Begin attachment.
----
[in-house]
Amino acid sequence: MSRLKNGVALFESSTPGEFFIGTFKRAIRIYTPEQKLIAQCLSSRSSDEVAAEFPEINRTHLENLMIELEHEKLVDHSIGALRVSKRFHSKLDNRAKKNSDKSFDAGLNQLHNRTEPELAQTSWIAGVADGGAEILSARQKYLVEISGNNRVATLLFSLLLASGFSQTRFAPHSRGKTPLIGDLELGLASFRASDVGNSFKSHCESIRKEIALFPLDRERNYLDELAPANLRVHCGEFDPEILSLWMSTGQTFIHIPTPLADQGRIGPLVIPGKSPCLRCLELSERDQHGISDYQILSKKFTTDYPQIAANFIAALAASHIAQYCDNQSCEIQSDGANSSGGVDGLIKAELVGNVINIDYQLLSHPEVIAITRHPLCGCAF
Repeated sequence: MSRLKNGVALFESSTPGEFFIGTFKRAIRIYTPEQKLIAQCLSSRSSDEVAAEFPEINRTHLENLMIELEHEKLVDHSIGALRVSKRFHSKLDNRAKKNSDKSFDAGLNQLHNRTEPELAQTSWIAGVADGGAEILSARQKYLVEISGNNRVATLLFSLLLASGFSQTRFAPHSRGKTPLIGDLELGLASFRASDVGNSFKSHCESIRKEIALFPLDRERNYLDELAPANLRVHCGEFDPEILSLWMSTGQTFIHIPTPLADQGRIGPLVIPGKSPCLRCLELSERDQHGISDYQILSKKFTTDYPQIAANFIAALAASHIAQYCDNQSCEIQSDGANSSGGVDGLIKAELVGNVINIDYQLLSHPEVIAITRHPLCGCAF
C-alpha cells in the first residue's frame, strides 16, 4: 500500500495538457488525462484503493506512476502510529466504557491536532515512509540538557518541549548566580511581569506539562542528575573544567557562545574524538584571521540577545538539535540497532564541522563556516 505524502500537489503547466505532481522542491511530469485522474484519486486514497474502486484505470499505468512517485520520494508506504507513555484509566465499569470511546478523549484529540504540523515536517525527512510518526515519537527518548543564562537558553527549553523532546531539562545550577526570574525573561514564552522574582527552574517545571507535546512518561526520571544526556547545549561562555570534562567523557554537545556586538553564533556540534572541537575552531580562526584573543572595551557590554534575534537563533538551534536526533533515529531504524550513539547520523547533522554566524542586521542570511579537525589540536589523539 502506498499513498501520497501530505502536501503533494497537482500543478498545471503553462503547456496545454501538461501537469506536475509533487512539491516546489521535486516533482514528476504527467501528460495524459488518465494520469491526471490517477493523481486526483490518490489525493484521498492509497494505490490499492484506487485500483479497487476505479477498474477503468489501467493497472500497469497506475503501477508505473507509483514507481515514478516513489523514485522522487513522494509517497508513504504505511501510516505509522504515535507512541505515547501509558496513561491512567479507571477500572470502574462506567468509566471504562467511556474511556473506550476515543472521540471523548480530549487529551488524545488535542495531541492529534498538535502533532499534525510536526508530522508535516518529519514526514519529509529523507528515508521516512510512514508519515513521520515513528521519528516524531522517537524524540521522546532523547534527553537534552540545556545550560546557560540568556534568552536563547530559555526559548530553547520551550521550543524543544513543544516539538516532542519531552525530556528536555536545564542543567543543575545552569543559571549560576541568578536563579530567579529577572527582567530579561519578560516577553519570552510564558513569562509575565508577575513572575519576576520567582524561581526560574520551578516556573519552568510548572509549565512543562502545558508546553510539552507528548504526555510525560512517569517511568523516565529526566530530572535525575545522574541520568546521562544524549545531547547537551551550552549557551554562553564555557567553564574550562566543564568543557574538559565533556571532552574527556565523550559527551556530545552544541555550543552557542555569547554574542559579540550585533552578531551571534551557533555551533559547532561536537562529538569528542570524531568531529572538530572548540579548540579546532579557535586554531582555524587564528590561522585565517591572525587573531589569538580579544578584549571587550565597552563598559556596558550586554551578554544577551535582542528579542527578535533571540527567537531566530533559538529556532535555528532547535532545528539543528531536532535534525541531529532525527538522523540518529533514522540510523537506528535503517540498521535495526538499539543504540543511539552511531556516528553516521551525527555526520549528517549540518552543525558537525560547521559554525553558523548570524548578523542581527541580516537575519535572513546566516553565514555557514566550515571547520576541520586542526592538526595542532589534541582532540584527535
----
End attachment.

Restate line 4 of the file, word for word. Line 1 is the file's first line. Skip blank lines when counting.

C-alpha cells in the first residue's frame, strides 16, 4: 500500500495538457488525462484503493506512476502510529466504557491536532515512509540538557518541549548566580511581569506539562542528575573544567557562545574524538584571521540577545538539535540497532564541522563556516 505524502500537489503547466505532481522542491511530469485522474484519486486514497474502486484505470499505468512517485520520494508506504507513555484509566465499569470511546478523549484529540504540523515536517525527512510518526515519537527518548543564562537558553527549553523532546531539562545550577526570574525573561514564552522574582527552574517545571507535546512518561526520571544526556547545549561562555570534562567523557554537545556586538553564533556540534572541537575552531580562526584573543572595551557590554534575534537563533538551534536526533533515529531504524550513539547520523547533522554566524542586521542570511579537525589540536589523539 502506498499513498501520497501530505502536501503533494497537482500543478498545471503553462503547456496545454501538461501537469506536475509533487512539491516546489521535486516533482514528476504527467501528460495524459488518465494520469491526471490517477493523481486526483490518490489525493484521498492509497494505490490499492484506487485500483479497487476505479477498474477503468489501467493497472500497469497506475503501477508505473507509483514507481515514478516513489523514485522522487513522494509517497508513504504505511501510516505509522504515535507512541505515547501509558496513561491512567479507571477500572470502574462506567468509566471504562467511556474511556473506550476515543472521540471523548480530549487529551488524545488535542495531541492529534498538535502533532499534525510536526508530522508535516518529519514526514519529509529523507528515508521516512510512514508519515513521520515513528521519528516524531522517537524524540521522546532523547534527553537534552540545556545550560546557560540568556534568552536563547530559555526559548530553547520551550521550543524543544513543544516539538516532542519531552525530556528536555536545564542543567543543575545552569543559571549560576541568578536563579530567579529577572527582567530579561519578560516577553519570552510564558513569562509575565508577575513572575519576576520567582524561581526560574520551578516556573519552568510548572509549565512543562502545558508546553510539552507528548504526555510525560512517569517511568523516565529526566530530572535525575545522574541520568546521562544524549545531547547537551551550552549557551554562553564555557567553564574550562566543564568543557574538559565533556571532552574527556565523550559527551556530545552544541555550543552557542555569547554574542559579540550585533552578531551571534551557533555551533559547532561536537562529538569528542570524531568531529572538530572548540579548540579546532579557535586554531582555524587564528590561522585565517591572525587573531589569538580579544578584549571587550565597552563598559556596558550586554551578554544577551535582542528579542527578535533571540527567537531566530533559538529556532535555528532547535532545528539543528531536532535534525541531529532525527538522523540518529533514522540510523537506528535503517540498521535495526538499539543504540543511539552511531556516528553516521551525527555526520549528517549540518552543525558537525560547521559554525553558523548570524548578523542581527541580516537575519535572513546566516553565514555557514566550515571547520576541520586542526592538526595542532589534541582532540584527535